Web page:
Prostate cancer has a five-year survival rate of 98% for all stages combined, which is tied with thyroid cancer for the best survival rate (Cancer Statistics Center).
Color: Dark blue
With dark blue-colored ribbons, colorectal cancer occurs in about 148,000 people every year. About 53,200 people are expected to die from colon cancer this year.
Men have higher rates than women, but both incidence and death rates for colorectal cancer have fallen in recent years, dropping by about 52% since the early 1980s.
About 100,000 people will be newly diagnosed with melanoma, or cancer of the skin, this year, and nearly 7,000 people will die. Skin cancer awareness is represented with a black ribbon.
Unlike many other types of cancers, incidence rates for skin cancer have increased in recent years, but melanoma still has a five-year survival rate of about 92% (Cancer Statistics Center).
Awareness of pancreatic cancer is represented by purple ribbons, and about 58,000 new cases of this cancer are projected to be diagnosed this year.
Death rates for pancreatic cancer have declined slightly from their peak in the late 1970s, but pancreatic cancer has one of the worst outlooks among all cancers, with an average five-year survival rate of just 9% (Cancer Statistics Center).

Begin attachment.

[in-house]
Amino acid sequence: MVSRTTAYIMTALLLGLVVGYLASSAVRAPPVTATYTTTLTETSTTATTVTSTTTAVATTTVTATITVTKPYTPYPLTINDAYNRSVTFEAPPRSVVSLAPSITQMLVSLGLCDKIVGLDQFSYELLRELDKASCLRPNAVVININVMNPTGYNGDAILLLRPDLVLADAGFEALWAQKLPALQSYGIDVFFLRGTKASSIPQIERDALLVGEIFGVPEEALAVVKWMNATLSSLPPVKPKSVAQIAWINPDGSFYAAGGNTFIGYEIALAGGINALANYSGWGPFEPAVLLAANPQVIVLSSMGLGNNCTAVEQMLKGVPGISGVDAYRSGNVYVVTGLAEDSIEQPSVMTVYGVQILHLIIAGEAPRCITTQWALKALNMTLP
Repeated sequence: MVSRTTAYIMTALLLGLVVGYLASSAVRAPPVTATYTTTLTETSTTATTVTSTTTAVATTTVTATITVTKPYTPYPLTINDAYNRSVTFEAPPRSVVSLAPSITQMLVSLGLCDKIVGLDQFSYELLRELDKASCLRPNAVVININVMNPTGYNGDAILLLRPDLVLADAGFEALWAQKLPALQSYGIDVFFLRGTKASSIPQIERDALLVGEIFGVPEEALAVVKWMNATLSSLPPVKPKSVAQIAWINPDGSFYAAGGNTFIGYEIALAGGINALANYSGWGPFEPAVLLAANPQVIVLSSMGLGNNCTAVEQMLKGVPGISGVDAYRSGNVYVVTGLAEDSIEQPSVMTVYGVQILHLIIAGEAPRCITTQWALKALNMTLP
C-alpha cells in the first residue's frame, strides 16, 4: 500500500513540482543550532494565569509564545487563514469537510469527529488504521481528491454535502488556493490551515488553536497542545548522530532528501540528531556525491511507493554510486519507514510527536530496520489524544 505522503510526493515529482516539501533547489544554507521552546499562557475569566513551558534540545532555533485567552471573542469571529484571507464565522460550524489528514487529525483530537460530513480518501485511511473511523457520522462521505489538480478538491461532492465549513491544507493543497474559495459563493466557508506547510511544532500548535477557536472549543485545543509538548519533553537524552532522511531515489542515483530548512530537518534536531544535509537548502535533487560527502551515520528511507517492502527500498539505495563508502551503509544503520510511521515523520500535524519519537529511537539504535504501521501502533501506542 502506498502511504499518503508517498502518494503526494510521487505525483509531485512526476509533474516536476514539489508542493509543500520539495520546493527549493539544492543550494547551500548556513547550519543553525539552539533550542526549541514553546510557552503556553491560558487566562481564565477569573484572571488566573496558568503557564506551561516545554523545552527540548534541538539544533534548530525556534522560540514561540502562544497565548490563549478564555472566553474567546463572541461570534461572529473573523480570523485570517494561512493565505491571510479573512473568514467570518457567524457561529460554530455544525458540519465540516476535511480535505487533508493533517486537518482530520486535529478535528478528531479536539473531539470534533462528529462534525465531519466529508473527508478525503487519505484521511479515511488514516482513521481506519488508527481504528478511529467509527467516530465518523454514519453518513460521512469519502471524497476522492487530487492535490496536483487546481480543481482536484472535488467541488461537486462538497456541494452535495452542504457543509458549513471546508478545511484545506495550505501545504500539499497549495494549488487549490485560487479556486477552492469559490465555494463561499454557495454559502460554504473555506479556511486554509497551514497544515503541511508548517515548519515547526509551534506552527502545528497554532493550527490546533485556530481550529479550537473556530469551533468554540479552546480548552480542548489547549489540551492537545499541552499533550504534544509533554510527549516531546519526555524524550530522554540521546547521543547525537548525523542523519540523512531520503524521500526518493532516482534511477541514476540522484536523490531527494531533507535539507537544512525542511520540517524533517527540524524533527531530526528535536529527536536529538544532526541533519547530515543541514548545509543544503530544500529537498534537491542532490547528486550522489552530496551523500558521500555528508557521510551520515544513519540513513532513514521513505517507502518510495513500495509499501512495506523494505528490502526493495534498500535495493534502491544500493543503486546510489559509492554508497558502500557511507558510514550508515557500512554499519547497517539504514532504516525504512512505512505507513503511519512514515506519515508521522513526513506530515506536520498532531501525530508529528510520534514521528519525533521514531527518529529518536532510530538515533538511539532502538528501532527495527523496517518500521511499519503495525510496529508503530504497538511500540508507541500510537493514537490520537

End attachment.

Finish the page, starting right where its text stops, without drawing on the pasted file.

Diagnosed with Mesothelioma or Lung Cancer?
Early detection can be the difference between life and death when it comes to cancer, and it’s no different for mesothelioma. While many people may still be unaware of exactly what mesothelioma is, the blue ribbons used to represent this highly fatal form of cancer will hopefully help. For individuals and families impacted by mesothelioma, financial help may be available from the Asbestos Trust Funds, which have about $30 billion in compensation available for people affected by asbestos. Complete the form or call us toll-free (800) 352-0871 to find out more.